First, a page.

boost our economy and our literacy without putting vulnerable
municipal budgets at dire risk with Don Quixote searches for the
broadband cure.

Copyright 2005, Chicago Tribune

From WiFi Planet -- (there are
many links in this article -- go to the site to go deeper)

Think Tank Trashes Municipal-Run Wireless
By Eric Griffith

A report out today from the Washington D.C.-based New Millenium
Research Council (NMRC), called "Not in the Public Interest The Myth
of Municipal W-Fi Networks," calls into question the necessity, the
anti-competitiveness, and the overall viability of towns, cities, or
counties installing wireless broadband and treating it like a public

However, Wi-Fi-supporting pundits point out potential issues with not
only the arguments made in the report but also the objectivity of the
authors, who the pundits brand as "sock puppets of industry."

The NRMC was created in 1999 to "develop workable, real-world
solutions to the issues and challenges confronting policy makers,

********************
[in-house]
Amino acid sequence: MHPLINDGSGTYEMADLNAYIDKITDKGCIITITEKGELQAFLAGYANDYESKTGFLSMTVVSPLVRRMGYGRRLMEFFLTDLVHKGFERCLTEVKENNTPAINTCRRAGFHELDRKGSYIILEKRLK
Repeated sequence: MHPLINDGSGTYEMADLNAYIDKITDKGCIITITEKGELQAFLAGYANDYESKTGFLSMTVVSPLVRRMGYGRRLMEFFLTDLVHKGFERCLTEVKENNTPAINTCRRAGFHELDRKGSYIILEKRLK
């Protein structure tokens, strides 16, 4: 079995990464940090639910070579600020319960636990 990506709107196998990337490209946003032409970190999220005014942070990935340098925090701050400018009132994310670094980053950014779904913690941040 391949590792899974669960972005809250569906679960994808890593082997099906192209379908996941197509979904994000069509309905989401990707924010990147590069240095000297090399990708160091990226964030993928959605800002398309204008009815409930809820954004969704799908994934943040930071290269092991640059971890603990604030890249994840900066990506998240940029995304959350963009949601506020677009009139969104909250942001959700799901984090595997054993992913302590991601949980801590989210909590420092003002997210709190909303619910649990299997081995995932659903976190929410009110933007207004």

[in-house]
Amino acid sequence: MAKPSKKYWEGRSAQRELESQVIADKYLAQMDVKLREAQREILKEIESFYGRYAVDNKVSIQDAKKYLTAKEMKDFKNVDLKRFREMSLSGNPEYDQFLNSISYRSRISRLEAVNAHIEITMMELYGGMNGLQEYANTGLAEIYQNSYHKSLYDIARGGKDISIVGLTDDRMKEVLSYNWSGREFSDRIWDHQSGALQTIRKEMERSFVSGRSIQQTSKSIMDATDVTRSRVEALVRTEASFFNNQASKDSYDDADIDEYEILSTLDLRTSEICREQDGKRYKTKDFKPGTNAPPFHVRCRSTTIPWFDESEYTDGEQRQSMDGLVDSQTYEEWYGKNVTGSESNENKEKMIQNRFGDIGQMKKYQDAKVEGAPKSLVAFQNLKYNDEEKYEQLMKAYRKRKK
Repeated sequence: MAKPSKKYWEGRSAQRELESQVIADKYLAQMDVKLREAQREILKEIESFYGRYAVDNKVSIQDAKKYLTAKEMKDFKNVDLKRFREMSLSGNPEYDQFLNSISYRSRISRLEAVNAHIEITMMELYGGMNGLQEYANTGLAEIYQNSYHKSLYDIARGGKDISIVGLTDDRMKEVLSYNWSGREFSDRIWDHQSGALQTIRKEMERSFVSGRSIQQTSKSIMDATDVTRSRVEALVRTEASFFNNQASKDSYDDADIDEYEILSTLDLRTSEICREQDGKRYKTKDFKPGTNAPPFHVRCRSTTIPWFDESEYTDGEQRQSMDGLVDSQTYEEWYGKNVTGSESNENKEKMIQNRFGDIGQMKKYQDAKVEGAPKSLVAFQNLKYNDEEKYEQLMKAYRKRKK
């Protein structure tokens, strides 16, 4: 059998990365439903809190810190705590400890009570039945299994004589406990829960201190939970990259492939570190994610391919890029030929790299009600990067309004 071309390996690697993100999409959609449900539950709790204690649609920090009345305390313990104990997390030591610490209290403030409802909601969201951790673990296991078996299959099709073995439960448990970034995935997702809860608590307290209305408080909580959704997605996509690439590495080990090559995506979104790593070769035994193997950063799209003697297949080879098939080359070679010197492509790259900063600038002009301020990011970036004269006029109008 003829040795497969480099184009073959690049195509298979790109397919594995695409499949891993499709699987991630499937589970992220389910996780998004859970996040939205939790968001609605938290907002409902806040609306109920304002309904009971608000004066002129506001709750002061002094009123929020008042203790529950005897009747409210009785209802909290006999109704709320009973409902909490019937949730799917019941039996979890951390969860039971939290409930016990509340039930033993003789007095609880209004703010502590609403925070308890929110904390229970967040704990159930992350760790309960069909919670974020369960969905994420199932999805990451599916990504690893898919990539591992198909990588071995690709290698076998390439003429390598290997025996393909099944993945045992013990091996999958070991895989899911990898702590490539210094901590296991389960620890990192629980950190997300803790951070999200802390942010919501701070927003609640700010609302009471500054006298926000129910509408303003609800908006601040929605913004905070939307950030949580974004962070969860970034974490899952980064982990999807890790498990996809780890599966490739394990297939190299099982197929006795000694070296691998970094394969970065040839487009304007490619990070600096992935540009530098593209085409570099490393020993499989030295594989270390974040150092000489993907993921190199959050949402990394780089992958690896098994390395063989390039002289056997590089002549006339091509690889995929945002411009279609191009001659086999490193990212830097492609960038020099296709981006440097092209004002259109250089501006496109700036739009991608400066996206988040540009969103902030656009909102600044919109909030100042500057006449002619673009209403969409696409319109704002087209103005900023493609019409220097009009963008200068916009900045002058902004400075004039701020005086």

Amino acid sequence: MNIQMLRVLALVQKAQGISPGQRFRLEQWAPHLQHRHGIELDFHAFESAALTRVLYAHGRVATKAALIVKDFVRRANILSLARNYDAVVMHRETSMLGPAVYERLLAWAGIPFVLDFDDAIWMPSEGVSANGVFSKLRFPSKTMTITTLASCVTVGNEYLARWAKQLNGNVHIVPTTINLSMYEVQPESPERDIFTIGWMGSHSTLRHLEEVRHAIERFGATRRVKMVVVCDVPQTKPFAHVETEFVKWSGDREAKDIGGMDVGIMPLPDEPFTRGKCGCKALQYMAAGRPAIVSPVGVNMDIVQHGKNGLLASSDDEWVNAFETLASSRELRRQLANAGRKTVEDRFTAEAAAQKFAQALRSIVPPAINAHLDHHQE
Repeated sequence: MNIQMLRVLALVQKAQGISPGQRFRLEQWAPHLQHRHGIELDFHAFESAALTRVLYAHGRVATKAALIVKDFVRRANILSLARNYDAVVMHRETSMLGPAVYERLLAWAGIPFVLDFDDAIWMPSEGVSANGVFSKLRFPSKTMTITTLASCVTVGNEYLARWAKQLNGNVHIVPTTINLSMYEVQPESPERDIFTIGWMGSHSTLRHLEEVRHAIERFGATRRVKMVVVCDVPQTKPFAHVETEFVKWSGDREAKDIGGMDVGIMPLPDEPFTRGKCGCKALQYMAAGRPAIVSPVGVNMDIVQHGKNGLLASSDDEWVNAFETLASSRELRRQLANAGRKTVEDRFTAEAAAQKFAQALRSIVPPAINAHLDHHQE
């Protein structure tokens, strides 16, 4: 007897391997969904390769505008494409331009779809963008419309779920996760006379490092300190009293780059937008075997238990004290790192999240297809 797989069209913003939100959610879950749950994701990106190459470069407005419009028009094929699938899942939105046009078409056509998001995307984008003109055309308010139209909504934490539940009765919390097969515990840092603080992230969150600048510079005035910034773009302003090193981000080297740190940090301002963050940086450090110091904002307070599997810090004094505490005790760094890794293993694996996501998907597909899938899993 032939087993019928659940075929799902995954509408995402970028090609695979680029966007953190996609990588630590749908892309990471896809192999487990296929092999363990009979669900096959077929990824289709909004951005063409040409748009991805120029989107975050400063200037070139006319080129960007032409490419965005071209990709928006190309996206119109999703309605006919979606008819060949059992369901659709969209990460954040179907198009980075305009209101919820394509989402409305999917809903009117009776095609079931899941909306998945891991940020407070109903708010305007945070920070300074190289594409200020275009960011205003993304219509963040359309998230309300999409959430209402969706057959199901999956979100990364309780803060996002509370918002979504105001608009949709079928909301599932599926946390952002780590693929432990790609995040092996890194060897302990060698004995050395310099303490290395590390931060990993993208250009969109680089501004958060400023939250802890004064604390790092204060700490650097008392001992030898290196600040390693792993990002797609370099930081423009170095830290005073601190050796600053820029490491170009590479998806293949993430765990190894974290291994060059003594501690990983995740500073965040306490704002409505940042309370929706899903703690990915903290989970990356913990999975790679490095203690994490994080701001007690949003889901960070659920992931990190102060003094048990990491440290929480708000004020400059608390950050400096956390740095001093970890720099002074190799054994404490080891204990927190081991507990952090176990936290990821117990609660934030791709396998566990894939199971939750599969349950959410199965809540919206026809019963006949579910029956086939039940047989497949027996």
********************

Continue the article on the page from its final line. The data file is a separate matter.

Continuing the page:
primarily in the fields of telecommunications and technology." The
group is an "independent project" of Issue Dynamics, Inc. (IDI), a
group that has the support of such incumbent telcos as Bell South,
Comcast, SBC, Sprint, Verizon and Verizon Wireless to name just a few
(according to reports at eWeek.)

In a phone briefing held today with journalists, the authors of
various sections of the report gave a summary of their analysis, all
of which uniformly question the need for any kind of government-run
and funded wireless broadband system. Arguments against include:


Municipal wireless networks will be funded by taxpayers. "When a
private sector company fails, it must respond. But government
[programs] can be propped up with additional tax dollars," according
to Technology Counsel Braden Cox, counsel for the Competitive
Enterprise Institute.